Every so often, the Internet astonishes. Things I wouldn't, couldn't, shouldn't expect, sometimes happen. Take this, for example:
On April 25, somewhere in the ocean off Great Britain, a remotely operated video camera near a deep sea oil rig caught a glimpse — at first it was just a glimpse — of an astonishing looking sea creature. It was a green-gray blob of gelatinous muscle, covered with a finely mesh-like textured skin, no eyes, no tentacles, no front, no back. It moved constantly, floating up to the camera, then it backed off and disappeared. The camera operator tried to find it, and then, suddenly, out of the darkness, back it came.
What was this thing?
It had no mouth. It seemed to be undulating, or at least moving with intention. It looked like it was coming back to the drill to ... to do what? Or maybe it was dead. Just a floating bit of tissue, a whale placenta, perhaps?
You'd figure a video like this, once it went on the Internet (which it did last month) would produce the usual wild explanations from people who know little but post madly, rumors masquerading as knowledge, a great riot of misinformation and silliness. But not this time.
Yes, for a few hours, The Thing From The Deep got passed around by hundreds of thousands of people who ooh-ed and ahh-ed, and got giddy with it. (Loch Ness monster? Return of The Blob? ) But then, up popped Craig McClain, chief editor of the Deep Sea News.
"Dr. M," as he's known, is a scientist at the National Evolutionary Synthesis Center at Duke University. He knows his deep sea critters, and very promptly he posted his guess: First of all, he said, this isn't a whale placenta. Placentas are too tasty, too nutritious to make it 5,000 feet down without getting eaten.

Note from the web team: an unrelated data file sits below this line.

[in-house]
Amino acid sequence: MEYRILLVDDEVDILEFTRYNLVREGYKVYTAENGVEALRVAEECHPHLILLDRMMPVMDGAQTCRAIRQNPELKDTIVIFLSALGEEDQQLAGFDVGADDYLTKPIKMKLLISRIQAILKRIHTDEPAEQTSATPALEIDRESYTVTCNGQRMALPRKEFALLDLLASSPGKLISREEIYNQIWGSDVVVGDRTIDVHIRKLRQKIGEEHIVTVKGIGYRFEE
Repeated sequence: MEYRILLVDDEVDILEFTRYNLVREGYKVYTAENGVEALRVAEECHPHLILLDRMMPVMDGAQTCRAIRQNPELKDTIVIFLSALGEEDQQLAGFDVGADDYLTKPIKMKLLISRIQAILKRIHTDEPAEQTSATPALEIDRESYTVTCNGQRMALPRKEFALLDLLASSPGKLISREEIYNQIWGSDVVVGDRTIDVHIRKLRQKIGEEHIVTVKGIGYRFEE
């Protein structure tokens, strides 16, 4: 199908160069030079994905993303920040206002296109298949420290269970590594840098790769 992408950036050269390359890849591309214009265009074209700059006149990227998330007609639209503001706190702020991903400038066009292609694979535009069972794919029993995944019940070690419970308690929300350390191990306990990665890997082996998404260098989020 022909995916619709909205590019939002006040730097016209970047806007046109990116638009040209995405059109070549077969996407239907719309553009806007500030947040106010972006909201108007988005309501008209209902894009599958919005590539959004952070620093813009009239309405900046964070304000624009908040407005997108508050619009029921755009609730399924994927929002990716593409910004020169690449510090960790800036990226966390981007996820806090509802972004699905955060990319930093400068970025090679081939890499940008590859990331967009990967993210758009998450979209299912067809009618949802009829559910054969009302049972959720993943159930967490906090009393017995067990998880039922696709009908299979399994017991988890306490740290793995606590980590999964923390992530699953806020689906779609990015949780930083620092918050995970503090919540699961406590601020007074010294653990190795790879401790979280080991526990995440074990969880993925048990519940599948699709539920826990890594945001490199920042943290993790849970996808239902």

Instead, he went hunting in the library and found two papers that described an animal that could be The Thing. The critter on the oil drill video has, he noticed, a sex organ, "gonads" ...
Those gonads vaguely resembled a similar organ in a giant jellyfish called Deepstaria enigmatica. (Strange what marine biologists think about ...) As for its shape, alone in quiet water, these big jellyfish look like you'd expect; bell-shaped tops, with dangling parts, but the motion of the video camera, pushing left, right, up, down, may have created a turbulence that caused the jelly to undulate and get all flappy.
Did Dr. M get it right? Is this a Deepstaria enigmatica? Not quite. Right away, marine biologists from all over rushed in with their own guesses, and the consensus was; yes, it's a jellyfish, but not an enigmatica. What we have here is a very similar jelly called Deepstaria reticulum, an unbelievably weird-looking blob that eats with those little membranes in the skin, fights with bumps on its surface, has an opening (that, when lit, seems to glow). It should be a contender for The Strangest Looking Earthling On Earth.
And maybe because the truth in this case was so much more fascinating than any fiction (I mean, Nessie seems tame compared to this), the Web, even the British tabloids, went straight for the truth. Everywhere, everybody was suddenly learning about a giant jellyfish — seen 29 times previously by marine biologists, but not by your average Jane and Joe, so this, as they say on NBC, was "new to you!" What could have been another zany viral video turned instead into a global science lesson ... which I hope will include you. Instead of an accidental peek at this jellyfish, I want you to see Deepstaria reticulum as it ought to be seen. If Vogue did fashion shoots of jellyfish, they would look like this.
Thanks to marine biologist Steve Haddock of the Monterey Bay Aquarium Research Institute (who does the narration), here's the supermodel version, dangerously glamorous: